All the action from the 56th Halberg Awards.

Who are the nominees?

Of the nominees Lisa Carrington is the only one to have previously won the supreme award (2016), as she looks at winning sportswoman of the year for a third straight year. All the other woman in that category are first time nominees.

Scott Dixon, who previously won sportsman of the year in 2008 and 2013, is looking to join Danyon Loader and Rob Waddell as a three-time winner in the category. Mahé Drysdale holds the record with five.

Sophie Pascoe could win the Disabled Sportsperson of the Year for a sixth time, having been nominated every year since the category was introduced in 2011.


Kiwi-born Irish coach Joe Schmidt has been named as a finalist for coach of the year, while not a single link to the All Blacks' 15-player code could be seen across the six categories.

It's the first time since 2007 that neither an All Blacks player, coach, or the team as a whole has made the final shortlist.

New Zealand Rugby's hopes for taking home an award lay on the shoulders of the men's and women's sevens teams, who are both up for Team of the Year, as well as Allan Bunting and Clark Laidlaw, who are finalists alongside Schmidt for coach of the year.

The majority of the categories are dominated by wider codes, with the likes of Winter Olympics heroes Zoi Sadowski-Synnott and Nico Porteous up for Sportswoman and Sportsman of the Year respectively, and two of the four finalists in the Sportsman of the Year category being motorsport athletes.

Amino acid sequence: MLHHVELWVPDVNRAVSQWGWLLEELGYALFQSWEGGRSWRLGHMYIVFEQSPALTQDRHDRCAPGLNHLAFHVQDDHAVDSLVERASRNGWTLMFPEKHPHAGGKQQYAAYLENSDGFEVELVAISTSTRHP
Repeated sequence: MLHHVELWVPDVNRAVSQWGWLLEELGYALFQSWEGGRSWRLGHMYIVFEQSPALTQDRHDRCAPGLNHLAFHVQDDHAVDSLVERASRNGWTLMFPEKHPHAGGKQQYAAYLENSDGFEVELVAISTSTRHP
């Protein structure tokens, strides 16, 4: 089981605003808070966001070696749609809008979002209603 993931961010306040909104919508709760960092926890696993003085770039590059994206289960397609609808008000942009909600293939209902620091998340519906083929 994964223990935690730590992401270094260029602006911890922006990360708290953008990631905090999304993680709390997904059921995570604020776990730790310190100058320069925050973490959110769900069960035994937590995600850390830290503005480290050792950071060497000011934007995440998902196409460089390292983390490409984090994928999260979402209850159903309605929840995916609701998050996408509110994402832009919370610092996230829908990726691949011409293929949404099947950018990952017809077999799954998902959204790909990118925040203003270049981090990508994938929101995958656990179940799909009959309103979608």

Full list of finalists:

Sportswoman of the Year

(Eligible for the supreme Halberg Award)

Joelle King (squash), Jonelle Price (equestrian), Lisa Carrington (canoe racing), Zoi Sadowski-Synnott (snowboarding).

Sportsman of the Year (Eligible for the supreme Halberg Award)


Nico Porteous (freeskiing), Scott Dixon (motorsport), Scott McLaughlin (motorsport), Tom Walsh (athletics)

Para Athlete/Team of the Year (Eligible for the supreme Halberg Award)

Adam Hall (Para alpine skiing), Corey Peters (Para alpine skiing), Scott Martlew (Para canoe racing), Sophie Pascoe (Para swimming).

Team of the Year (Eligible for the supreme Halberg Award)

All Blacks Sevens (rugby union), Black Ferns Sevens (rugby union), NZ Football Under 17 Women (football), NZ Women's Kayaking Team (canoe racing), Black Sticks Women (hockey).

Coach of the Year

Allan Bunting (rugby union), Clark Laidlaw (rugby union), Gordon Walker (canoe racing), Joe Schmidt (rugby union), Leon Birnie (football).

Emerging Talent

Amelia Kerr (cricket), Anna Leat (football), Josh Armit (yachting), Lewis Clareburt (swimming), Maddison-Lee Wesche (athletics).

New Zealand's Favourite Sporting Moment of the Year
1. Nico Porteous and Zoi Sadowski-Synnott medaling at the Olympic Winter Games within two hours of each other (Pyeongchang)

2. David Liti breaking a Commonwealth record and winning gold in the men's 105kg+ weightlifting division at the Commonwealth Games (Gold Coast)

3. Kelly Brazier scoring a long range solo try in extra time to secure gold for the Black Ferns Sevens against Australia at the Commonwealth Games (Gold Coast)

4. Black Sticks Women penalty shootout over Olympic champions England in semifinal at the Commonwealth Games (Gold Coast)

5. Amelia Kerr blasting a record breaking 232 not out against Ireland for the White Ferns, achieving the highest score in women's ODIs (Dublin)

6. Roger Tuivasa-Sheck receiving an impromptu haka after winning the Dally M Player of the Year (Sydney)

7. Auckland Rugby winning the Mitre 10 Cup Premiership final after a dramatic finish in extra time against Canterbury (Auckland)

8. Black Caps winning the first test against Pakistan by four runs (Abu Dhabi)

9. Anna Leat's successful penalty shootout against Japan, leading New Zealand into the semifinal of the Fifa Under-17 Women's World Cup (New Zealand vs Japan, Uruguay)

How to watch

Live on Sky Sport 1 from 8pm. Free-to-air coverage on Prime from 11.35pm. will be live blogging the event with video from the red carpet.